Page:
Armed Forces Day  2018 – May 18

Third Saturday in May

Armed Forces Day is a special holiday for people all over the world to come together and thank the men and women of the United States Armed Forces. First conceived by President Harry S. Truman, the holiday was established in 1949. The creation of a single day celebration for all five branches of the United States military made sense due to its recent unification under the Department of Defense. Today, Armed Forces Day is celebrated on the third Saturday of every May. Be sure to mark your calendar & support our military!

National Armed Forces Day - History

August 31, 1949
Armed Forces Day is Created

United States Secretary of Defense Louis Johnson announces a single holiday to celebrate all branches of the military.

May 20, 1950
First Celebration

Armed Forces Day is celebrated for the first time.

1962
JFK Makes It Official

President John F. Kennedy establishes Armed Forces Day as an official holiday.

May 19, 2017
Trump Reaffirms

President Trump sends out a statement supporting the holiday and its almost 70 years of tradition.

How to Observe National Armed Forces Day

1. Go to a parade
National Armed Forces Day is traditionally celebrated with parades honoring military service. Open houses, air shows, and other local celebrations usually accompany a parade. There are numerous local parades across the United States; there is sure to be one near you!

2. Visit a public military display
Military or government personnel will routinely set up historical or educational displays for the public. Visiting a showcase like this can be eye opening as well as fun. This also gives civilians an opportunity to interact with military personnel face to face.

3. Visit a military memorial or cemetery
There are often special ceremonies at military memorials or cemeteries on National Armed Forces Day. Buglers perform the memorial song “Taps” in honor of fallen soldiers. This is a great way to show respect and appreciation for members of the military.

5 Fun Facts About Military Uniforms You Never Knew

1. The army changed from green to blue

Current army troops wear blue instead of green as a tribute to George Washington and the men in his first command.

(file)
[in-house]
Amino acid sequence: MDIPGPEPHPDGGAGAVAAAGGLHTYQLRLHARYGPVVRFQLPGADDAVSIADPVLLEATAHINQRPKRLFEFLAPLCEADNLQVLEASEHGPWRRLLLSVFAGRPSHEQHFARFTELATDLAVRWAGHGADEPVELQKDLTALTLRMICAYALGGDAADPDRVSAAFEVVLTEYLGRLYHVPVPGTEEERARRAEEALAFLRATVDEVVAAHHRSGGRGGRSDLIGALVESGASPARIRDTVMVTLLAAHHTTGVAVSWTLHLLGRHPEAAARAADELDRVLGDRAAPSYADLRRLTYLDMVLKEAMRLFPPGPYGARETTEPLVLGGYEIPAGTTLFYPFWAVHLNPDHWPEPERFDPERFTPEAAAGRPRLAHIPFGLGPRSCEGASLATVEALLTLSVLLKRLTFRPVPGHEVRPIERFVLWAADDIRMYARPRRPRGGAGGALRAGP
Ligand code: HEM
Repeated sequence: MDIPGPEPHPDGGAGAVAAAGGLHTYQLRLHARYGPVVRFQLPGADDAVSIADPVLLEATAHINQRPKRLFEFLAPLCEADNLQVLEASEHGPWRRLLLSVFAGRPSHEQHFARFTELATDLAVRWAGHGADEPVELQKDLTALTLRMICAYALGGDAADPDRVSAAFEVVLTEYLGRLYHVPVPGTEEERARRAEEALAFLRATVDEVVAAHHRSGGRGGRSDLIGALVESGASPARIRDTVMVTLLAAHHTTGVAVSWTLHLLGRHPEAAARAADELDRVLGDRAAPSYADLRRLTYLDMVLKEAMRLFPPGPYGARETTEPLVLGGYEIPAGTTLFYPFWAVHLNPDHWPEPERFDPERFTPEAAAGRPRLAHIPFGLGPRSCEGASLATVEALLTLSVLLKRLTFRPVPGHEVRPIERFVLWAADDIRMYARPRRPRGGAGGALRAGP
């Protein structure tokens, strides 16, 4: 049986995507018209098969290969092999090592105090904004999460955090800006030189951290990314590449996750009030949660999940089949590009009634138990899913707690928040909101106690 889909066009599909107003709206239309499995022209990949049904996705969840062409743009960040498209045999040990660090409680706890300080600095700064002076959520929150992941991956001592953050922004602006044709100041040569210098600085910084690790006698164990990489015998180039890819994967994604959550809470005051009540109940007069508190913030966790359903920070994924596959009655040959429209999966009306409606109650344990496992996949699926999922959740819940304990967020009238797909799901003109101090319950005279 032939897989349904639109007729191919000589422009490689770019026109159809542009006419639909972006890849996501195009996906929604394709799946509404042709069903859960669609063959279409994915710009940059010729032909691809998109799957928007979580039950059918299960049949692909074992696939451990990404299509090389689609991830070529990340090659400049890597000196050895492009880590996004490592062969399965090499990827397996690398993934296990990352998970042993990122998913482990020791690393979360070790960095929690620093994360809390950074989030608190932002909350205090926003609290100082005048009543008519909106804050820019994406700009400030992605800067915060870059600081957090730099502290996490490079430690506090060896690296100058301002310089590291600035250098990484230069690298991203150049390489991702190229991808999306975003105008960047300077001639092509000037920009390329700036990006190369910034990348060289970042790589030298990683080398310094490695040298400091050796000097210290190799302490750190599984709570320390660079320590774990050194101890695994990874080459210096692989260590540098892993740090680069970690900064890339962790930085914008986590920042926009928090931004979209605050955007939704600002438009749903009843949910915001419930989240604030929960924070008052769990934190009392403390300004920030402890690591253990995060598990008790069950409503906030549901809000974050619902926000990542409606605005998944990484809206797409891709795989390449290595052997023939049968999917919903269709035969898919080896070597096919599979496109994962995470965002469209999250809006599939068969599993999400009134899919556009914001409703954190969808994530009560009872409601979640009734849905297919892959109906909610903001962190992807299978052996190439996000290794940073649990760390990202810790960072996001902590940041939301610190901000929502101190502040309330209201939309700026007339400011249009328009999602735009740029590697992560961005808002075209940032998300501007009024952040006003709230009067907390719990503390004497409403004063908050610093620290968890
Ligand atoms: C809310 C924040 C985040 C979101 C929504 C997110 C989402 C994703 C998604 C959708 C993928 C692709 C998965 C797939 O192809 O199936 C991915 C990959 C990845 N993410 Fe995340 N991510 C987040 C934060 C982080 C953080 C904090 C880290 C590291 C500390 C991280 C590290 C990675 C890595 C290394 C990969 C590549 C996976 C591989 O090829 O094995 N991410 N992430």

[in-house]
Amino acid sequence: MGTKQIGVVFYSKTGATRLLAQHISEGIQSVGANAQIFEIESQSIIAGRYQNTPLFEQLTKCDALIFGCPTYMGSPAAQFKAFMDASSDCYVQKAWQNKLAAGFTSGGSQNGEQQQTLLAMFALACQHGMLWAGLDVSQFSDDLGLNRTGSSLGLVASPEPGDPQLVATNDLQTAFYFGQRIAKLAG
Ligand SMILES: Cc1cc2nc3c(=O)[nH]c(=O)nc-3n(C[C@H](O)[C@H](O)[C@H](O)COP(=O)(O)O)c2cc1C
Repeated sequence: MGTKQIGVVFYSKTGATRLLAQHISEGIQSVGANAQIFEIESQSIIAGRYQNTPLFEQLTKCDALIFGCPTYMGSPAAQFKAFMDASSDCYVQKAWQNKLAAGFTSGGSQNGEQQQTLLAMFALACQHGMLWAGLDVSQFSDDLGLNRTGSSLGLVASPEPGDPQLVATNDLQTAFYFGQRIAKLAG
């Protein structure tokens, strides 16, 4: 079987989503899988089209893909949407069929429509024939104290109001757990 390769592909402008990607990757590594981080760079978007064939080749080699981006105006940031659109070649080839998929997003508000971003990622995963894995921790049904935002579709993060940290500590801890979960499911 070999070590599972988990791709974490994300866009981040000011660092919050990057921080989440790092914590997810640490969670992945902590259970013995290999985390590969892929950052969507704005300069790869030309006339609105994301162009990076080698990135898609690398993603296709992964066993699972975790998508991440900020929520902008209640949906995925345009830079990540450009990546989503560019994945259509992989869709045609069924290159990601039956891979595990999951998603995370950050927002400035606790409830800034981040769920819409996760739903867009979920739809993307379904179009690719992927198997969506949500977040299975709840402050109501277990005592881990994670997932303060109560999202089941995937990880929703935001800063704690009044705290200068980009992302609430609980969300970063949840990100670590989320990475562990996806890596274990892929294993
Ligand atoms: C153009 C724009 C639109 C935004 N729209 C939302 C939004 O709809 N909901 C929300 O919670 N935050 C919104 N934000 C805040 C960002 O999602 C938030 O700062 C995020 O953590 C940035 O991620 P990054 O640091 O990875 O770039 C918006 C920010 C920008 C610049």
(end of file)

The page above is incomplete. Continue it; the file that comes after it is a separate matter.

2. The Marine Corps wanted their uniforms to be unique

The Marine Corps went to the extent of including the letters “USMC” when designing their uniforms so that other branches wouldn’t be able to use their design.

3. Stripes on Navy uniforms were a fashion choice

It turns out there’s no significance to the three pin-stripes on the Navy jumper other than the fact that a majority of the men were decorating their collars with various types of white stripes — so it became part of the uniform.

4. Sailors wear bell-bottoms for a reason

The wide-bottomed pants that sailors famously wear are constructed that way so that they can easily be folded up when performing duties that involve them getting their feet wet.

5. The flag patch is backwards on purpose

The American flag patch on military uniforms has the stars on the right and stripes on the left in order to give the effect that it's blowing in the breeze.

Why National Armed Forces Day is Important

A. The armed forces deserve our respect
Joining the US Armed Forces is an incredibly selfless act that deserves recognition. Soldiers and other military personnel risk their lives every day to keep citizens safe. This holiday is an opportunity for the average person to show support for that sacrifice.

B. It helps spread awareness and understanding
National Armed Forces Day is an opportunity to educate yourself or others. The holiday was originally designed to help citizens better understand the military and its role in our society. We can all do our part by spreading knowledge and understanding.

C. It is for all five branches of the military
The military is made up of five branches — the Army, Navy, Marines, Air Force, and Coast Guard. This holiday is intended for members of all five of these branches. Originally it was meant to replace separate branch appreciation holidays, but these are also still celebrated today.

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